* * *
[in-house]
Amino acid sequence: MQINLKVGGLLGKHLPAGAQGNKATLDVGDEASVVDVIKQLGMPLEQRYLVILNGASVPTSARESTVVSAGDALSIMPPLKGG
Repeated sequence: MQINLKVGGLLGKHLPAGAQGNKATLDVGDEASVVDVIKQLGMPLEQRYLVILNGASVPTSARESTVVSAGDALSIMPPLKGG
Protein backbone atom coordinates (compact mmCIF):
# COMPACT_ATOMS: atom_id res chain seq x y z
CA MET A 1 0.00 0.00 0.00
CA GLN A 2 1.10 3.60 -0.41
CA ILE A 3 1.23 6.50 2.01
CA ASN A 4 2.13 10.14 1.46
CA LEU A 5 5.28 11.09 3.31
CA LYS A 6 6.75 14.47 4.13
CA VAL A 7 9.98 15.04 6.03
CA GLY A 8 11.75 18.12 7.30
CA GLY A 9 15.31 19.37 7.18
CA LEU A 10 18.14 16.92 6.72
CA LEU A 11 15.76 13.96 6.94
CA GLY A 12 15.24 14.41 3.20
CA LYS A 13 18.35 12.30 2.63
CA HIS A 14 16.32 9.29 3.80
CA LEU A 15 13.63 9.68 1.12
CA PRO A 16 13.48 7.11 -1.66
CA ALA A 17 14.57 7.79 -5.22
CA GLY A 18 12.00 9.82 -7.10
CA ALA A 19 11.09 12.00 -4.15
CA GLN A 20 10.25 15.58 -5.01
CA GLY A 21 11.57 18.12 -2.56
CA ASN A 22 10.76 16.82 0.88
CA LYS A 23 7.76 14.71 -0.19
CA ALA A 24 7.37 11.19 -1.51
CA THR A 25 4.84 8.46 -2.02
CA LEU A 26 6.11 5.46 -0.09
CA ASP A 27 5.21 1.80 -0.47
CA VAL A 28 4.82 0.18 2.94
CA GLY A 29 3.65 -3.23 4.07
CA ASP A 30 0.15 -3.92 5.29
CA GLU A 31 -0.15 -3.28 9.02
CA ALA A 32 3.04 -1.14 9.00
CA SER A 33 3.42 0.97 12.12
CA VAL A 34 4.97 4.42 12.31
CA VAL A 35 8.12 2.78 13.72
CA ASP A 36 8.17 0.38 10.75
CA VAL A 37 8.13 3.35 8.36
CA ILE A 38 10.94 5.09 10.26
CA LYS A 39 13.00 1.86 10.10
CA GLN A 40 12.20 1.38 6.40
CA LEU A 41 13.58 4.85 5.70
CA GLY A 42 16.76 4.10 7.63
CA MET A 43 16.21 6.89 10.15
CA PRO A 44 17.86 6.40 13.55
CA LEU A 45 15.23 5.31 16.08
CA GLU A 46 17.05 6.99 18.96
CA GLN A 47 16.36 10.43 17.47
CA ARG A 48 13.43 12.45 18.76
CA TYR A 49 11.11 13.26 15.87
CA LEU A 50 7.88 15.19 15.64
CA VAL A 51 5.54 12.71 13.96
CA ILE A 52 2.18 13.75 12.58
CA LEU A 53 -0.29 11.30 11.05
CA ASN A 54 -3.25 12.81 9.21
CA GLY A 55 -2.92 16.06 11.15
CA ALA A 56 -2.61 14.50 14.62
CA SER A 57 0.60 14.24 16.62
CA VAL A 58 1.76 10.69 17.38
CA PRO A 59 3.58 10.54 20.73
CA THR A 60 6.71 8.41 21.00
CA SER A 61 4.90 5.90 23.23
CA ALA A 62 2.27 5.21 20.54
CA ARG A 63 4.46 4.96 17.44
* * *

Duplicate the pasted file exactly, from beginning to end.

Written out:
[in-house]
Amino acid sequence: MQINLKVGGLLGKHLPAGAQGNKATLDVGDEASVVDVIKQLGMPLEQRYLVILNGASVPTSARESTVVSAGDALSIMPPLKGG
Repeated sequence: MQINLKVGGLLGKHLPAGAQGNKATLDVGDEASVVDVIKQLGMPLEQRYLVILNGASVPTSARESTVVSAGDALSIMPPLKGG
Protein backbone atom coordinates (compact mmCIF):
# COMPACT_ATOMS: atom_id res chain seq x y z
CA MET A 1 0.00 0.00 0.00
CA GLN A 2 1.10 3.60 -0.41
CA ILE A 3 1.23 6.50 2.01
CA ASN A 4 2.13 10.14 1.46
CA LEU A 5 5.28 11.09 3.31
CA LYS A 6 6.75 14.47 4.13
CA VAL A 7 9.98 15.04 6.03
CA GLY A 8 11.75 18.12 7.30
CA GLY A 9 15.31 19.37 7.18
CA LEU A 10 18.14 16.92 6.72
CA LEU A 11 15.76 13.96 6.94
CA GLY A 12 15.24 14.41 3.20
CA LYS A 13 18.35 12.30 2.63
CA HIS A 14 16.32 9.29 3.80
CA LEU A 15 13.63 9.68 1.12
CA PRO A 16 13.48 7.11 -1.66
CA ALA A 17 14.57 7.79 -5.22
CA GLY A 18 12.00 9.82 -7.10
CA ALA A 19 11.09 12.00 -4.15
CA GLN A 20 10.25 15.58 -5.01
CA GLY A 21 11.57 18.12 -2.56
CA ASN A 22 10.76 16.82 0.88
CA LYS A 23 7.76 14.71 -0.19
CA ALA A 24 7.37 11.19 -1.51
CA THR A 25 4.84 8.46 -2.02
CA LEU A 26 6.11 5.46 -0.09
CA ASP A 27 5.21 1.80 -0.47
CA VAL A 28 4.82 0.18 2.94
CA GLY A 29 3.65 -3.23 4.07
CA ASP A 30 0.15 -3.92 5.29
CA GLU A 31 -0.15 -3.28 9.02
CA ALA A 32 3.04 -1.14 9.00
CA SER A 33 3.42 0.97 12.12
CA VAL A 34 4.97 4.42 12.31
CA VAL A 35 8.12 2.78 13.72
CA ASP A 36 8.17 0.38 10.75
CA VAL A 37 8.13 3.35 8.36
CA ILE A 38 10.94 5.09 10.26
CA LYS A 39 13.00 1.86 10.10
CA GLN A 40 12.20 1.38 6.40
CA LEU A 41 13.58 4.85 5.70
CA GLY A 42 16.76 4.10 7.63
CA MET A 43 16.21 6.89 10.15
CA PRO A 44 17.86 6.40 13.55
CA LEU A 45 15.23 5.31 16.08
CA GLU A 46 17.05 6.99 18.96
CA GLN A 47 16.36 10.43 17.47
CA ARG A 48 13.43 12.45 18.76
CA TYR A 49 11.11 13.26 15.87
CA LEU A 50 7.88 15.19 15.64
CA VAL A 51 5.54 12.71 13.96
CA ILE A 52 2.18 13.75 12.58
CA LEU A 53 -0.29 11.30 11.05
CA ASN A 54 -3.25 12.81 9.21
CA GLY A 55 -2.92 16.06 11.15
CA ALA A 56 -2.61 14.50 14.62
CA SER A 57 0.60 14.24 16.62
CA VAL A 58 1.76 10.69 17.38
CA PRO A 59 3.58 10.54 20.73
CA THR A 60 6.71 8.41 21.00
CA SER A 61 4.90 5.90 23.23
CA ALA A 62 2.27 5.21 20.54
CA ARG A 63 4.46 4.96 17.44